“Drive-throughs are particularly dangerous in urbanizing areas, where drivers aren’t used to operating around bicyclists and walkers.”

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How did civilization exist before drive-throughs … before cars?

The Case Against Drive-Throughs, by Aarian Marshall (City Lab)

Minneapolis-area lovers of quick and easy coffee, prescriptions, check-cashing, dry cleaning, and Big Macs are up in arms this week, after two city council members floated a proposal to tighten restrictions on urban drive-throughs. Drive-throughs are already banned from a number of the city’s downtown areas, as well as regions included in its “Pedestrian Oriented Overlay Districts.” By expanding those districts, the proposed ordinance would nix the construction of additional vehicle-friendly pathways in an expanded portion of the city, a “concession” to pedestrians and cyclists in an increasingly pedestrian- and cyclist-loving metropolis.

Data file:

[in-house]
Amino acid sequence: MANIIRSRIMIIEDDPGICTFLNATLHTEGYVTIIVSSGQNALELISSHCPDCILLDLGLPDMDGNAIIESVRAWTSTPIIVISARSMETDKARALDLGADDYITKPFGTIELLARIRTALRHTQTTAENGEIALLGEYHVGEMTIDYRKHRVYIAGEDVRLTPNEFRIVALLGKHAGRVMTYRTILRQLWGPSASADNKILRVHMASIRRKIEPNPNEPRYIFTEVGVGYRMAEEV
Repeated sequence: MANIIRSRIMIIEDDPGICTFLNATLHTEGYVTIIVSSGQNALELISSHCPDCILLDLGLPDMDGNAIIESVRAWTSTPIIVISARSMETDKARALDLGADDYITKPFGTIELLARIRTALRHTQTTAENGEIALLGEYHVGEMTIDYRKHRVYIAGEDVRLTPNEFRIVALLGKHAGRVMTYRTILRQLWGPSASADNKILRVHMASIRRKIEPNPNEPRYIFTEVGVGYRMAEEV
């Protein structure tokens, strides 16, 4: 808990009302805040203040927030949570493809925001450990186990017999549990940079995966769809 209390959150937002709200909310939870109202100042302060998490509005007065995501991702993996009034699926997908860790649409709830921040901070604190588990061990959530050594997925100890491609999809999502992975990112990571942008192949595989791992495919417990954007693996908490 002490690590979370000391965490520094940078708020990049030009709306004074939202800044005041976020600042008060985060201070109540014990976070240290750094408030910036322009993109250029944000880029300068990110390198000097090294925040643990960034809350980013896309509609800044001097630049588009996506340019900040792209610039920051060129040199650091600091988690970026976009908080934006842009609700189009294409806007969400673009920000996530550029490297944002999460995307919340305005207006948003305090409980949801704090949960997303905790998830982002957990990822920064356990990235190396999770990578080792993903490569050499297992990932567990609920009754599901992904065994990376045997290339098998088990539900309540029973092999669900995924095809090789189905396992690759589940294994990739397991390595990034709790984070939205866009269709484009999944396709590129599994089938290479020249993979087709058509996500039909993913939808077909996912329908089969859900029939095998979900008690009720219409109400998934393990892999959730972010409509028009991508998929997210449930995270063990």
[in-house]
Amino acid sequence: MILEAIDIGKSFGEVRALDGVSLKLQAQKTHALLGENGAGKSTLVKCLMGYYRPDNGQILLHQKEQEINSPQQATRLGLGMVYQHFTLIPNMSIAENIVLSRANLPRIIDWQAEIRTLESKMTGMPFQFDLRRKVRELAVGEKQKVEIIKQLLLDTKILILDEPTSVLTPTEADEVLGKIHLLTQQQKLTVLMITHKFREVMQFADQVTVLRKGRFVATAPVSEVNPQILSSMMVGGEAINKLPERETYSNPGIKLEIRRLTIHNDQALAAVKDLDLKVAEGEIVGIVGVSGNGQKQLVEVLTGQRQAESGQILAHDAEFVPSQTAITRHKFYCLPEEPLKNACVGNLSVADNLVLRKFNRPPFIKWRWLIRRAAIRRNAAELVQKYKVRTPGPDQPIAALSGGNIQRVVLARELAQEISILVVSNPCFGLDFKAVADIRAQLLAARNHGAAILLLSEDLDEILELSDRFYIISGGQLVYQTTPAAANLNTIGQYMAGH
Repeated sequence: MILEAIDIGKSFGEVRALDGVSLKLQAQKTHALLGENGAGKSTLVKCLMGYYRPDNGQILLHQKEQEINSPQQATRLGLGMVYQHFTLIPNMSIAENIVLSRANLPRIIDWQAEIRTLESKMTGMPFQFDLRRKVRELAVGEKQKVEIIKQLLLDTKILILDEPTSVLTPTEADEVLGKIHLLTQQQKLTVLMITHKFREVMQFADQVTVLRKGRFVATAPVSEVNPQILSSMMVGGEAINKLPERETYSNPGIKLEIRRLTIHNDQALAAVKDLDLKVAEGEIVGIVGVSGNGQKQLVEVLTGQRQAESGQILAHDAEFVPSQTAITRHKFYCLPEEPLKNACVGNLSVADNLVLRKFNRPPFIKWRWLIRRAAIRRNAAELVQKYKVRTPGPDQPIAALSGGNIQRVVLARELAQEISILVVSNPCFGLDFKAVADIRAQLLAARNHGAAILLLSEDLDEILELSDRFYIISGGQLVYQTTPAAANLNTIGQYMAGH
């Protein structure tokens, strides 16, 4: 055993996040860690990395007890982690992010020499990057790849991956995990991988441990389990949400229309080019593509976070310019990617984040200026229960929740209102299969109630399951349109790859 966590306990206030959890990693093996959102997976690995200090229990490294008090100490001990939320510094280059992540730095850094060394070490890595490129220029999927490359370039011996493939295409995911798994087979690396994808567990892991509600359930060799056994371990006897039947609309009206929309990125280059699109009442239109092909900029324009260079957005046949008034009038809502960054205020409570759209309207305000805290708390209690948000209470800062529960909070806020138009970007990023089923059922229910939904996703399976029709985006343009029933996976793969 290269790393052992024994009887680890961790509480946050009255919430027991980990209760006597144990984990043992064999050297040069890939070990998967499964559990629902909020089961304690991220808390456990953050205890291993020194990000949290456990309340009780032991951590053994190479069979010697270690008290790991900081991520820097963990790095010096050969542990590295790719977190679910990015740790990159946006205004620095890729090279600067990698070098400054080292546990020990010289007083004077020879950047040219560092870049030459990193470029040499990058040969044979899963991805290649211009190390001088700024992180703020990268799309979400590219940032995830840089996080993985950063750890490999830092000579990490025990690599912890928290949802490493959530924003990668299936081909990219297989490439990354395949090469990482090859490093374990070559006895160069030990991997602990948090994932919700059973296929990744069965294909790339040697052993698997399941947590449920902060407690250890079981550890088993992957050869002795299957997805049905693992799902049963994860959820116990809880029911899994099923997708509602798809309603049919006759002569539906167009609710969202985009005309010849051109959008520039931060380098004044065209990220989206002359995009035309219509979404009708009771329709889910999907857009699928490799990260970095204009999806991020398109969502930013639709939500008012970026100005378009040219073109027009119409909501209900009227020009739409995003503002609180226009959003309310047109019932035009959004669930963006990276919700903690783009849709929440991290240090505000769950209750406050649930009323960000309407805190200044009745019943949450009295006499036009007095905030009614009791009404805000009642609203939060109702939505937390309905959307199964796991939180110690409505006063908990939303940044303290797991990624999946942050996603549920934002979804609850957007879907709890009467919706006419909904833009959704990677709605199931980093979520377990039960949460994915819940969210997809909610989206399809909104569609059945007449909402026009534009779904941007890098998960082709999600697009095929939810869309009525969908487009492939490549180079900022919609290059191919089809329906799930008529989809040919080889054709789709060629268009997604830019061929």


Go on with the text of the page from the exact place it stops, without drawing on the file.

“The streets where a lot of people are walking, on our transit corridors, maybe we don’t want to have drive-throughs at all,” the council member Lisa Bender explained to the Minneapolis Star Tribune Saturday. “If we do, we may want to strengthen our controls of them and minimize their impact on people walking.”

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